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As one way to cope with the challenging economy, many owners/facility managers are doing tenant improvements (TI) and facility upgrades. Contractors, who normally do not perform TI, are now competing in the TI market. Lean construction has proven itself valuable in large projects and also works in small projects, but in different ways.
Management by Results was a very hot topic when I was in MBA school, and it is still taught today. It made a lot of sense to not micromanage people, but to tell them what results they are expected to achieve and let them determine how to get there. This approach required a manager to be very clear in defining the end results and his/her expectations.
A recent survey from Industryweek found that most companies (44% of the survey respondents) are focusing on cutting costs this year. This is up from 36% last year. When a company is in a survival mode, cutting costs is usually the first response. The same survey found that some companies (18%) are focusing on improving customer service. This is down from last year’s 27%.
Even though the construction world has embraced high-tech tools, it manages projects in the same way, still getting the same poor results. Less than 30 percent of projects come in on time, on budget and within specification. In construction, waste is rampant.
Going "green" is a top priority for many owners, and contractors are rushing to bid these jobs. Even with a U.S. Green Building Council LEED certified in-house expert, one may not be aware of all the potential risks associated with bidding a green project. Contractors need to be aware of the risks and account for them, so profits are not at risk. If you are bidding or reviewing such a project bid, consider the following risks (these may not include all risks, so use all your knowledge and in-house expertise to develop your bid).
The ASTM Standard E2114-06a defines a "green building" as one that provides specified building performance requirements while minimizing disturbance to and improving the functioning of local, regional and global ecosystems both during and after its construction and specified service life. The risks related with bidding a green building would include any events associated with the construction process. It would include risks related to the customer achieving a desired green certification. It would also include risks related to warranty and performance promises.
Prior to submitting any bid, contractors need to understand which green certification, such as U.S.GBC LEED certification, is being targeted to determine who has what responsibilities for achieving the certification. The green requirements can impact material and equipment costs and handling, labor productivity, installation sequencing and scheduling, equipment and system startup and checkout, and project closeout requirements. To learn about the impact of green requirements, the Sheet Metal and Air Conditioning Contractors’ National Association’s Bidding Green Task Force’s report, HVAC Contractor’s Guide to Bidding Green Building Projects (http://www.smacna.org/bookstore/index.cfm), is an excellent source, and some of the document’s information is referenced in this column.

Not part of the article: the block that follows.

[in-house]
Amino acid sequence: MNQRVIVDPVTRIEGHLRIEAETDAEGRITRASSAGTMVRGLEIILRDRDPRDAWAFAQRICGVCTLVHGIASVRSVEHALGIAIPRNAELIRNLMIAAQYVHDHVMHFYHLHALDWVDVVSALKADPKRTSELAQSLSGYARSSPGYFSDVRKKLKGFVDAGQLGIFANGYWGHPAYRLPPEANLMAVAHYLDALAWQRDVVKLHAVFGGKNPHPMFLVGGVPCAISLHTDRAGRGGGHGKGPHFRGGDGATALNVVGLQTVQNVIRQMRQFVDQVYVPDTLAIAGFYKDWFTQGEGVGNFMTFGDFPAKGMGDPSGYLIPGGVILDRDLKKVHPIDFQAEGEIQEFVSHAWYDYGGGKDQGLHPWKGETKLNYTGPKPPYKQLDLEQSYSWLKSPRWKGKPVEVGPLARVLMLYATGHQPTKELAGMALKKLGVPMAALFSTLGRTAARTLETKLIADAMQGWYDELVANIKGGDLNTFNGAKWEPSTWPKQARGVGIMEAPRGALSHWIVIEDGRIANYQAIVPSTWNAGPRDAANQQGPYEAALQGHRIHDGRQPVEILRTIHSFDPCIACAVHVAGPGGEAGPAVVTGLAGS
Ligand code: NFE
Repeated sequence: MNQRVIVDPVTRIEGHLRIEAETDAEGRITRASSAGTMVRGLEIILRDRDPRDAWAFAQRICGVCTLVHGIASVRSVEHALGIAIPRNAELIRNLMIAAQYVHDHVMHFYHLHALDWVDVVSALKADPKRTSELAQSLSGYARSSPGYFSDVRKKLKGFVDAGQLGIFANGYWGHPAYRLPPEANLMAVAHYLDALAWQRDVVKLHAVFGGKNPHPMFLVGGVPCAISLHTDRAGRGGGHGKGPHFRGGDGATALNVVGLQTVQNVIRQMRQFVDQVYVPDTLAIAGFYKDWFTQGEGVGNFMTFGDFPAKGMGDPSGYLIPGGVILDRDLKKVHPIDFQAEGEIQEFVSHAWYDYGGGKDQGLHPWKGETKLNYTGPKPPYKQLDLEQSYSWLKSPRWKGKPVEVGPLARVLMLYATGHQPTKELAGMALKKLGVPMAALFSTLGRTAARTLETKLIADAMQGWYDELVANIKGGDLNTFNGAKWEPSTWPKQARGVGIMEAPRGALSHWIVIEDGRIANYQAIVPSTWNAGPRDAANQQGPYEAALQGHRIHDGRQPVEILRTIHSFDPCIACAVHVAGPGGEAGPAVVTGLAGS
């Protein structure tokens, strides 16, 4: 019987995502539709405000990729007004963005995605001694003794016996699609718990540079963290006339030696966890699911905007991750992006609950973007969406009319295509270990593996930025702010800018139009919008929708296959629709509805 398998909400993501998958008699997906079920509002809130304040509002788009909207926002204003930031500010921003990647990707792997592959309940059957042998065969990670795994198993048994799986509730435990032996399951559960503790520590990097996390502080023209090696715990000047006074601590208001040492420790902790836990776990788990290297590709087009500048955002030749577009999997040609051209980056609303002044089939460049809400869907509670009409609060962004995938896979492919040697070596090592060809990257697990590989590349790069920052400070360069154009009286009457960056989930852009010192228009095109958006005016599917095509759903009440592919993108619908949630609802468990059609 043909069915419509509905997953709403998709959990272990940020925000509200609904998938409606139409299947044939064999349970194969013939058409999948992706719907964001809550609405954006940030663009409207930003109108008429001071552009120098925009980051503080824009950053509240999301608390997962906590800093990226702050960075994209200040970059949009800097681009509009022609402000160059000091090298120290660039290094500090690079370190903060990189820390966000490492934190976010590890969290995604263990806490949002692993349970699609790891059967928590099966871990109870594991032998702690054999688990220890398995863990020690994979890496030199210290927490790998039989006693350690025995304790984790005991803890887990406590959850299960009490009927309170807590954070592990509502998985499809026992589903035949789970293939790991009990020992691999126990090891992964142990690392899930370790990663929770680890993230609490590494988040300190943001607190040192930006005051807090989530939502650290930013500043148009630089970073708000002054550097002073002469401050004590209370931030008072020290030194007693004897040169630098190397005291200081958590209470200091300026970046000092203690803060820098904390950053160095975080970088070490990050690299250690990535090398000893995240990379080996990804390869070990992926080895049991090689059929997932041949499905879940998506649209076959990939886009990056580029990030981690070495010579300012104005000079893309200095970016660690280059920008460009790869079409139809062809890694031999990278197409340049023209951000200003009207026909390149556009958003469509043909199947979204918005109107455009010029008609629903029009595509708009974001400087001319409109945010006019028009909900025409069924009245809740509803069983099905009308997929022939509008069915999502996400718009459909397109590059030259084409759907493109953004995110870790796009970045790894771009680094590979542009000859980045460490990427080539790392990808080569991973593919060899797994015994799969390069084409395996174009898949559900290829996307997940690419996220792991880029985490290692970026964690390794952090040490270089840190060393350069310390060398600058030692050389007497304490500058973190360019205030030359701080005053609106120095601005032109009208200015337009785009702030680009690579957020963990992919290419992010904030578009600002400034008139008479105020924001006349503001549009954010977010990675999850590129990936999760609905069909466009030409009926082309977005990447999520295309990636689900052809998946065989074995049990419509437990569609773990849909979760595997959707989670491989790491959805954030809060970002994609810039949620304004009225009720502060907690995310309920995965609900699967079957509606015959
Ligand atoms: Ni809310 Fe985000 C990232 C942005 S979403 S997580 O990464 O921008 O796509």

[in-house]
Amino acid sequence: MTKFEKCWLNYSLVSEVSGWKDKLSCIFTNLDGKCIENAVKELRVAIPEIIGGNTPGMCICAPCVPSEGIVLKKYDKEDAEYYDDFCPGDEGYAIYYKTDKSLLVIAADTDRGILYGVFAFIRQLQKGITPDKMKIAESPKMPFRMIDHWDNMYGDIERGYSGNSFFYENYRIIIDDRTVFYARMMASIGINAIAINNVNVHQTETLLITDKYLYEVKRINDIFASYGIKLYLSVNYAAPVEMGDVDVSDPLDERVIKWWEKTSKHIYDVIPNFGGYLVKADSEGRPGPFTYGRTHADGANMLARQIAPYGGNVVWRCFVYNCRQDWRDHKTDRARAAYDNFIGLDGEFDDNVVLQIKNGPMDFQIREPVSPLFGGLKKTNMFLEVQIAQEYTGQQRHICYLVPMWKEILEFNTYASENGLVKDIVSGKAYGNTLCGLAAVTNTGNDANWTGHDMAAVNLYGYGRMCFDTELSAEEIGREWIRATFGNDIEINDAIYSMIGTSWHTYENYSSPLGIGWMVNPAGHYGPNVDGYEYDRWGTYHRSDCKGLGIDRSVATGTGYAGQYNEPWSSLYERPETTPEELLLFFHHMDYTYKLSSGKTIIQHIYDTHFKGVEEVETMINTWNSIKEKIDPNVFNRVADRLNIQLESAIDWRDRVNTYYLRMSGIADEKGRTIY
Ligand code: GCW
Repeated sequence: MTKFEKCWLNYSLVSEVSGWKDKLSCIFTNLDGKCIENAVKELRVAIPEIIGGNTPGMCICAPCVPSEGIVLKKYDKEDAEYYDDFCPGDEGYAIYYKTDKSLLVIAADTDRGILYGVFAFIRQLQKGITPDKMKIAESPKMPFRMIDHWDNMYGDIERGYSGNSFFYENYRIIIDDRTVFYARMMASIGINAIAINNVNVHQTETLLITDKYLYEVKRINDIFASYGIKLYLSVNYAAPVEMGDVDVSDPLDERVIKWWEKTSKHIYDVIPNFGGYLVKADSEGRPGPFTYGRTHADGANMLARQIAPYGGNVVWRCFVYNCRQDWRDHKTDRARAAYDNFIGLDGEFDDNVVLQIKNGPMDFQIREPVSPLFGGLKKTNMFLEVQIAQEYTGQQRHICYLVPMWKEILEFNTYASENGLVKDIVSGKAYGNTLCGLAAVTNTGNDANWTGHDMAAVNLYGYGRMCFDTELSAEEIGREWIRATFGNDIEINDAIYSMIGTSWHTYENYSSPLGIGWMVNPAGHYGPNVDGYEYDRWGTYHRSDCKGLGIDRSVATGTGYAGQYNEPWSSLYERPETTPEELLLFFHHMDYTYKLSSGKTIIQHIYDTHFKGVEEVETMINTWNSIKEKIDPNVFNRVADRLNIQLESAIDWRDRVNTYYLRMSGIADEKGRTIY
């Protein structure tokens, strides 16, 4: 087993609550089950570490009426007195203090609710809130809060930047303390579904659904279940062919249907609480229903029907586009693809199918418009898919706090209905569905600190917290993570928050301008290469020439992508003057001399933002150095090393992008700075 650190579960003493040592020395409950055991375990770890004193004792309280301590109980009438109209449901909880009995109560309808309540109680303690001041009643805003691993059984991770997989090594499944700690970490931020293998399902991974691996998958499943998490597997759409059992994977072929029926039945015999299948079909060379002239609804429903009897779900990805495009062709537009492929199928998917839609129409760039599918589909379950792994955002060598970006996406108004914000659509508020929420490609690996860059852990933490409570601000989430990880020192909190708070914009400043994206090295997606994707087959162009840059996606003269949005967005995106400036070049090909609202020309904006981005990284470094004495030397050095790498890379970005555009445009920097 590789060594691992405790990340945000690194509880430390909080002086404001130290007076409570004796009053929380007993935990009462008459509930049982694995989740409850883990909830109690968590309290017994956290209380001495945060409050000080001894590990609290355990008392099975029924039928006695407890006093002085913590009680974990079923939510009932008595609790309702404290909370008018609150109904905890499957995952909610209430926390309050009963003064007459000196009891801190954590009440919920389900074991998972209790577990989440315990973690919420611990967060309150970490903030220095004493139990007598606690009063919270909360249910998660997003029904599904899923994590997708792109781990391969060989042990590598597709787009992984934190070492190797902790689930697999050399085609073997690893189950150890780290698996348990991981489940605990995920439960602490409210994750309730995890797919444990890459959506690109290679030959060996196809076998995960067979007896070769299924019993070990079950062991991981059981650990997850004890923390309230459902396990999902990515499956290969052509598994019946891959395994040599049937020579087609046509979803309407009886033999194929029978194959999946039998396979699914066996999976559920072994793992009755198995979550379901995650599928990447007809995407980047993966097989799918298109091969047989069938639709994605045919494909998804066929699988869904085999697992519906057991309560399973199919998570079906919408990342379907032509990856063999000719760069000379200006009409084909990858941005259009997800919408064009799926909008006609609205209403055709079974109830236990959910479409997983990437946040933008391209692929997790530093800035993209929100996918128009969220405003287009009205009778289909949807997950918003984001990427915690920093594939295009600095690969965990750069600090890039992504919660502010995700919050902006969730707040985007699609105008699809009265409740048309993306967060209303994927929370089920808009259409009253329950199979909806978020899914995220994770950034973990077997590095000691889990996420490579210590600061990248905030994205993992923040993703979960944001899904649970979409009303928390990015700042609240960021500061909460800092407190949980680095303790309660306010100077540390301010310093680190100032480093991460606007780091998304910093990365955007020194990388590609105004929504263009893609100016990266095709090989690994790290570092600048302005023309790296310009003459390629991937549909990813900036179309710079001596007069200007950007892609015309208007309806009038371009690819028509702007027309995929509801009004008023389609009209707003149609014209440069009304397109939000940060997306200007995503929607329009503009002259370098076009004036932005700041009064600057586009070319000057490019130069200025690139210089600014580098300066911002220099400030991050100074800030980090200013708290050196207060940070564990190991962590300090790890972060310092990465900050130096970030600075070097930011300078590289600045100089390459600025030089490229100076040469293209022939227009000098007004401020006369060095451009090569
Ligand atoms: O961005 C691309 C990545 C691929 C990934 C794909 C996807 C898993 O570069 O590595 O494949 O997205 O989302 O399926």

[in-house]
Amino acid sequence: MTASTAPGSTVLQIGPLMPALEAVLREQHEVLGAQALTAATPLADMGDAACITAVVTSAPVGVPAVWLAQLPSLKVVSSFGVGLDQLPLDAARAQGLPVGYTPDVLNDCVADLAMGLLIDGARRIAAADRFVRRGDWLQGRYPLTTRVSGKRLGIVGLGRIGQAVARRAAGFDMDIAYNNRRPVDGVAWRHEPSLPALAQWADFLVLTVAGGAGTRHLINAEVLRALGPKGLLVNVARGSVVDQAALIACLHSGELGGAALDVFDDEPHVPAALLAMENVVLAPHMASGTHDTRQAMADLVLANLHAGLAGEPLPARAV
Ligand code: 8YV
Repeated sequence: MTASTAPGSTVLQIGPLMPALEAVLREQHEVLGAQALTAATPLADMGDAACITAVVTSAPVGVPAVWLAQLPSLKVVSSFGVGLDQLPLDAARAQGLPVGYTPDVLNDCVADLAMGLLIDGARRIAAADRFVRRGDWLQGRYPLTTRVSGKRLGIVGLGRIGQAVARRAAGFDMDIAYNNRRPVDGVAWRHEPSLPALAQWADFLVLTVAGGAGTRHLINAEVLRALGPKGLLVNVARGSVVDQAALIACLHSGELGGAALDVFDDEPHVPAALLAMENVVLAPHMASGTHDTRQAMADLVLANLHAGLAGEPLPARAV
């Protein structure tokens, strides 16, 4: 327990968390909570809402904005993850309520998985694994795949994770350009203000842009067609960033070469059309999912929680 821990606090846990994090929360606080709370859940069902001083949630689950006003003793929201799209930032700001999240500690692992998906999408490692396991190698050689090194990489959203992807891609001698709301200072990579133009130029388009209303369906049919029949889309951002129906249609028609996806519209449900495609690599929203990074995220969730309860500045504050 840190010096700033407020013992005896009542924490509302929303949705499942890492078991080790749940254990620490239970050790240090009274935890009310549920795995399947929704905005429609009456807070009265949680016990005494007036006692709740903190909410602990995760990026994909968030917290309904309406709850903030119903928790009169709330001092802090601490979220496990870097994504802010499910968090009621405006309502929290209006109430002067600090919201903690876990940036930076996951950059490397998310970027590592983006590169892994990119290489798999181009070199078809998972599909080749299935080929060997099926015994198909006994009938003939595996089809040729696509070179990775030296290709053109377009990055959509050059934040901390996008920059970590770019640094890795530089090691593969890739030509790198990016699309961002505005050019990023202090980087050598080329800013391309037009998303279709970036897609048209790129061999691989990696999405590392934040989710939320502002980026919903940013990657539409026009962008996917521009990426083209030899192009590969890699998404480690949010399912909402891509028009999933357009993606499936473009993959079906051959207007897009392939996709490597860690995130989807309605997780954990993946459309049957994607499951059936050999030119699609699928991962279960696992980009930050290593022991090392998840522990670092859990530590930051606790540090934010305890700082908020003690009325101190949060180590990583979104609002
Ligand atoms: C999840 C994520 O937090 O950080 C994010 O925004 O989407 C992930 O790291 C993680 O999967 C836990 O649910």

Green contract requirements
There is a risk of not understanding the complete requirements of a green building. The project’s green requirements can be found just about anywhere within the bid documents. They may not all be in the specific section relating to the building functions such as the HVAC system. Some green requirements that impact everyone on site, such as construction waste management, should be included in the general requirements of the specifications. The prime contractor should point this out. "Should be" doesn’t always happen, so in preparing a bid for a green project, the contractor needs to be proactive in determining the green requirements and their impact.
There is some discussion in construction today about which is better to use — Building Information Modeling (BIM) or Lean Construction. You need to consider what each process offers before choosing one over the other.
Lean forces new thinking when buying machinery
Spending money for equipment is always a challenge for contractors. Everyone wants top value for his or her investment.
Solid communications efforts are required for lean success
Managing projects is all about communications. Leadership is all about communicating.
Aligning your processes for lean initiatives
A recap of Snips’ series on lean manufacturing: In the March issue, the importance of creating a whole lean company — not just implementing a few tools — was discussed.
In the May issue, the topic was how to develop a lean-education system.